Magazine article The Spectator

Back to Square One

Magazine article The Spectator

Back to Square One

Article excerpt

Switching energy suppliers is very much like switching boyfriends. As soon as you do it, the one you just left immediately drops their prices while the one you've switched to starts changing their terms and edging their prices back up again. It's a 'damned if you do, damned if you don't' conspiracy.

Three years ago, for example, I was stuck in a dead-end relationship when another guy came along and gave me a sales pitch that made my eyes pop out on stalks. He said all the buzz words: marriage; children; Nissan Qashqai (it's a family car). So I switched.

Three years later I have only now been told about the small print. When he said he was very much looking forward to settling down quite soon what he actually meant was that he never intended to settle down ever.

It's only a matter of semantics but it certainly has landed me in a pickle. I was 35 when I met him and the possibility of one of David Cameron's tax breaks for married couples was not completely beyond the bounds of possibility.

Now I can't get to sleep at night for the deafening clunk of the big hand of the you-know-what clock moving inexorably towards midnight while thoughts of all the smug marrieds getting financial perks on top of every other perk they already enjoy - happiness, companionship, vast economies of scale, smugness - haunt my every waking hour. For the first time in my life I understand why a woman might find herself running a key along the side of a sports car.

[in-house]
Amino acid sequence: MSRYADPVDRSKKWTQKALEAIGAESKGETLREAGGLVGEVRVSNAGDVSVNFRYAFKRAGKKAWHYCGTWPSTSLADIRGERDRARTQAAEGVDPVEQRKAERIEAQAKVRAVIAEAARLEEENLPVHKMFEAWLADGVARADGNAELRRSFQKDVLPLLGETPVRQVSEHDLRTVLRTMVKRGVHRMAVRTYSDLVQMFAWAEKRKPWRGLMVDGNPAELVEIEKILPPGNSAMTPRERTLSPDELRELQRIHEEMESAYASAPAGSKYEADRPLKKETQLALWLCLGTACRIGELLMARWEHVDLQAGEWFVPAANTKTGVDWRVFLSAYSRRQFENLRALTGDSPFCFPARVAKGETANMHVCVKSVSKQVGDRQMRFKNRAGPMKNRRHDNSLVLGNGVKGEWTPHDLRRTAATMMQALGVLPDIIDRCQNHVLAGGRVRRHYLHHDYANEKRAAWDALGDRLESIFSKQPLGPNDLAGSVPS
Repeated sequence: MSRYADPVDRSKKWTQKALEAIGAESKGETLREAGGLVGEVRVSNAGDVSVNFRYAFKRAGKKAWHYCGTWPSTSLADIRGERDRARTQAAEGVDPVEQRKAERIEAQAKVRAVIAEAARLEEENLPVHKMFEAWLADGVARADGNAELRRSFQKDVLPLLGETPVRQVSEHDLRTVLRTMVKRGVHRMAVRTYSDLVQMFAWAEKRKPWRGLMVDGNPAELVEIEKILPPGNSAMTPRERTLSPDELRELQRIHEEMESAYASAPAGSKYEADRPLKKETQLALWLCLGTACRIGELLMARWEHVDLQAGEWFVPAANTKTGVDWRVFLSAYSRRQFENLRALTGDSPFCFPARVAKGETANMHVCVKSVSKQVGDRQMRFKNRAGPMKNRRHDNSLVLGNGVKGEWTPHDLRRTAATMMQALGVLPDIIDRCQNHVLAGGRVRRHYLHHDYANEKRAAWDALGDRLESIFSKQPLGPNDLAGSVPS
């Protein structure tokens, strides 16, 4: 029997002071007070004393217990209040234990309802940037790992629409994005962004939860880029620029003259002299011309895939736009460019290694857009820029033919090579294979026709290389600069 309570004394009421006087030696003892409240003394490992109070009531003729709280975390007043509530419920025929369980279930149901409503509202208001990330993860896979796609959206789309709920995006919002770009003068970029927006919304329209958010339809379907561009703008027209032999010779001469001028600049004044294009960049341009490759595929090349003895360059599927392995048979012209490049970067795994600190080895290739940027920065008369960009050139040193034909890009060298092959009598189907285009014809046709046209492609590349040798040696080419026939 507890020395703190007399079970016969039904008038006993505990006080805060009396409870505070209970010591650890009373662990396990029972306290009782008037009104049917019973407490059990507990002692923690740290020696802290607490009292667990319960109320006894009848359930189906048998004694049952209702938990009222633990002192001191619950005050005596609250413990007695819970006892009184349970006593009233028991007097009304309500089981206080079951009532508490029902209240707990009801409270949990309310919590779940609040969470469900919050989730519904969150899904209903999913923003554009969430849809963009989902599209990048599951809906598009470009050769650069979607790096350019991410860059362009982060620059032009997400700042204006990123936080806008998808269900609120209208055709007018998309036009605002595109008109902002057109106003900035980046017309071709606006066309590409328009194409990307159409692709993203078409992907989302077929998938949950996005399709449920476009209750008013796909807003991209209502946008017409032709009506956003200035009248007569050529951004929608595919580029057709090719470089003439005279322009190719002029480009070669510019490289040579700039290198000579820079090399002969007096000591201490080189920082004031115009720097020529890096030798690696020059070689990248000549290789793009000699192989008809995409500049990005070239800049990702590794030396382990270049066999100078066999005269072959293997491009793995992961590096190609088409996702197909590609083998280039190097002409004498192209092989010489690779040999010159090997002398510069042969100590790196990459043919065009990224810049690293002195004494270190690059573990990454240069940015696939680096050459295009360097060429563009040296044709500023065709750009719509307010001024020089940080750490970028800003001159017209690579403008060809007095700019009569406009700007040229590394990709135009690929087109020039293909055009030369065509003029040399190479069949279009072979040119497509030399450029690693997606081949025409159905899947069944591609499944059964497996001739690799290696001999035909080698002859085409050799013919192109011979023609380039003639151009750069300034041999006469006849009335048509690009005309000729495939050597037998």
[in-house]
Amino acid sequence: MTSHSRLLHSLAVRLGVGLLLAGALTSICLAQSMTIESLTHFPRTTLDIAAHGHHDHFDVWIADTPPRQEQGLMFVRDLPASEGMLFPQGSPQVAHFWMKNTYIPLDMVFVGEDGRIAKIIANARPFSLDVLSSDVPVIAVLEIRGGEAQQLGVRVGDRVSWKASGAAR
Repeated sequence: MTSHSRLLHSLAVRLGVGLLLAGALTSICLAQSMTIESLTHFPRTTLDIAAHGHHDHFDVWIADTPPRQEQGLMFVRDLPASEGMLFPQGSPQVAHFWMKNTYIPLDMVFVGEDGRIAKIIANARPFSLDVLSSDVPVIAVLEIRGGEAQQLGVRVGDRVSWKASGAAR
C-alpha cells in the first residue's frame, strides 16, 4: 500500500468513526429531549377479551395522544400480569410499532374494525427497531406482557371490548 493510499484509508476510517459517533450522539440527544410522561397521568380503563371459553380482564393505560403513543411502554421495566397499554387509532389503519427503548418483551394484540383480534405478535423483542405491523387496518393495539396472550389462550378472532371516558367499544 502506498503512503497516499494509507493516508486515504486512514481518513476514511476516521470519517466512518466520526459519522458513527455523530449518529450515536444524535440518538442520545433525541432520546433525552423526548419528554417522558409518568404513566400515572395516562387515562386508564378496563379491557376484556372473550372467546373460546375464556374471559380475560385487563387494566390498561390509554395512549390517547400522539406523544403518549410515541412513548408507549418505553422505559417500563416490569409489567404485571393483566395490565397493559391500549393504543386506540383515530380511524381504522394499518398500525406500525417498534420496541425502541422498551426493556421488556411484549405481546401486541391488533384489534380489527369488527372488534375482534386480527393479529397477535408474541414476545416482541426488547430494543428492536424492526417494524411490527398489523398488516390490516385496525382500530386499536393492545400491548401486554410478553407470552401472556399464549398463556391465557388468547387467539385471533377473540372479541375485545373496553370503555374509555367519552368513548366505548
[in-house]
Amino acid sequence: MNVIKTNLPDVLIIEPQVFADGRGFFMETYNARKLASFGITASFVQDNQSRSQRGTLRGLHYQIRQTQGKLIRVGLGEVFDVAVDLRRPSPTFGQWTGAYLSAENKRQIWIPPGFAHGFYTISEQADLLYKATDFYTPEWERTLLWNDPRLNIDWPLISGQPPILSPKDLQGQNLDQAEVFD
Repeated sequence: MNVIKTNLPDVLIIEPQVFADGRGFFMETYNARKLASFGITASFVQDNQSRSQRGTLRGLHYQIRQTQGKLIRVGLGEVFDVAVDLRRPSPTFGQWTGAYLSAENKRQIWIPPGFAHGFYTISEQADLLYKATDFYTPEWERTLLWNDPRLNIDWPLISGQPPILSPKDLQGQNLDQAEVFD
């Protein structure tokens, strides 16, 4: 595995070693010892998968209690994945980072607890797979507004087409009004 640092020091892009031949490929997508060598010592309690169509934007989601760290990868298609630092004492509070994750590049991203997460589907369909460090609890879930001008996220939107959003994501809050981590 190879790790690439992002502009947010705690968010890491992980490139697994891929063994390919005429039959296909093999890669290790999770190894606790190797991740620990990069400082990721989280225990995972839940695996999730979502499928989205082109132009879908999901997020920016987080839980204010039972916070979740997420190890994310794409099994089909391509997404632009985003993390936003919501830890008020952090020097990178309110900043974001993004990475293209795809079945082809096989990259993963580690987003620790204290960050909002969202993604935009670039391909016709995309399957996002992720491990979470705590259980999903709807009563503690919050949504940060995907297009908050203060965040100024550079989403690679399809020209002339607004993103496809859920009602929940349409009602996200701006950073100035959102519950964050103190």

Bugger, I keep thinking. If only I'd stayed with the other guy, who has of course now got engaged. Although we really did detest each other by the end, I calculate that if I'd stuck it out with him - maybe lived in separate parts of a very large house - I might be looking forward to being welcomed into the moral high-ground club with a little pat on the tax return from the Tories after 6 May.

If I find out in a few months' time that the other one has got married I really will go totally tonto. Not because I am broken-hearted. Because I have been swindled. Taken for a ride. Conned. Defrauded. Cheated out of tax cuts. Agh, my God, it hurts.

I've put up with all sorts of silliness on the basis that if I remained a loyal customer for long enough the odds must surely favour me being rewarded. …

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